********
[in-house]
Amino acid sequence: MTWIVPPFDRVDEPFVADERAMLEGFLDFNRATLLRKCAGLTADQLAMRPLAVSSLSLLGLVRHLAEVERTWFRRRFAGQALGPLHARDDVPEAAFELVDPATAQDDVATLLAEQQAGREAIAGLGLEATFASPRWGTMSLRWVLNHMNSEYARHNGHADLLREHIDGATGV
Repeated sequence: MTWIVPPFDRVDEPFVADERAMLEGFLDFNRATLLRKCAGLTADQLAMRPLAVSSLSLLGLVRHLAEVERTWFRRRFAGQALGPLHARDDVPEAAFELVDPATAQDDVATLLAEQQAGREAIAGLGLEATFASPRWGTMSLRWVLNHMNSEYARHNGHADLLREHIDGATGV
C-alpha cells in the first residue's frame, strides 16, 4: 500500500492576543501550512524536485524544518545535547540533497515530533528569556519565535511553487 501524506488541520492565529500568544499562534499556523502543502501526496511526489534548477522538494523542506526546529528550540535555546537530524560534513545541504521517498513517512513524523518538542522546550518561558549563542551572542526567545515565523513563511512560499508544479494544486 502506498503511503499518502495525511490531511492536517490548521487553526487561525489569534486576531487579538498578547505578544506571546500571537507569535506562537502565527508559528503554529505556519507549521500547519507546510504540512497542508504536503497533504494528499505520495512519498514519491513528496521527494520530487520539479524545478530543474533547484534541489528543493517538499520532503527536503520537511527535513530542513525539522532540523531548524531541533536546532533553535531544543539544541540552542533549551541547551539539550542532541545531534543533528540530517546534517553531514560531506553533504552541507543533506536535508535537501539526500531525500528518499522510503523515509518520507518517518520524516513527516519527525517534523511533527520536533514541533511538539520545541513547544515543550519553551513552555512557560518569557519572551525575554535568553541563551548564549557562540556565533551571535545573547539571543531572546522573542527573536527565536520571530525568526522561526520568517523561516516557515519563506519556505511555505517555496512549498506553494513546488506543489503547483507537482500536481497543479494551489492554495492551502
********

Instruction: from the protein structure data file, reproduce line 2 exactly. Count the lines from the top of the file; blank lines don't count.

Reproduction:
Amino acid sequence: MTWIVPPFDRVDEPFVADERAMLEGFLDFNRATLLRKCAGLTADQLAMRPLAVSSLSLLGLVRHLAEVERTWFRRRFAGQALGPLHARDDVPEAAFELVDPATAQDDVATLLAEQQAGREAIAGLGLEATFASPRWGTMSLRWVLNHMNSEYARHNGHADLLREHIDGATGV